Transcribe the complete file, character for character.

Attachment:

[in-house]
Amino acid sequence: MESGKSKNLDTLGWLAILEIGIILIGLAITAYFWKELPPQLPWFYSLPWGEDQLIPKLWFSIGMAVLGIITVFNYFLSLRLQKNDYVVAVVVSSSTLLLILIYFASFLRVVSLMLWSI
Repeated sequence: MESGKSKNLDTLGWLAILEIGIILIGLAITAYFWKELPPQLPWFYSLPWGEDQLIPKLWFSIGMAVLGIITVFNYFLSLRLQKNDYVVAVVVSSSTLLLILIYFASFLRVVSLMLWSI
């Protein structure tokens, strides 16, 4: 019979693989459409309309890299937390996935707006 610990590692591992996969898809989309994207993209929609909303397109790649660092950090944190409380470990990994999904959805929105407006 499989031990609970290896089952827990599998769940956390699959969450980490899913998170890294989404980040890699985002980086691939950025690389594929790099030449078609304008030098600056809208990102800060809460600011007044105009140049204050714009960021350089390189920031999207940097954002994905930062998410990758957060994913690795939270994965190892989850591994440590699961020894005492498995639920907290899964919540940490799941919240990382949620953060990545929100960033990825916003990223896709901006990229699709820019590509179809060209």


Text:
[in-house]
Amino acid sequence: MESGKSKNLDTLGWLAILEIGIILIGLAITAYFWKELPPQLPWFYSLPWGEDQLIPKLWFSIGMAVLGIITVFNYFLSLRLQKNDYVVAVVVSSSTLLLILIYFASFLRVVSLMLWSI
Repeated sequence: MESGKSKNLDTLGWLAILEIGIILIGLAITAYFWKELPPQLPWFYSLPWGEDQLIPKLWFSIGMAVLGIITVFNYFLSLRLQKNDYVVAVVVSSSTLLLILIYFASFLRVVSLMLWSI
């Protein structure tokens, strides 16, 4: 019979693989459409309309890299937390996935707006 610990590692591992996969898809989309994207993209929609909303397109790649660092950090944190409380470990990994999904959805929105407006 499989031990609970290896089952827990599998769940956390699959969450980490899913998170890294989404980040890699985002980086691939950025690389594929790099030449078609304008030098600056809208990102800060809460600011007044105009140049204050714009960021350089390189920031999207940097954002994905930062998410990758957060994913690795939270994965190892989850591994440590699961020894005492498995639920907290899964919540940490799941919240990382949620953060990545929100960033990825916003990223896709901006990229699709820019590509179809060209």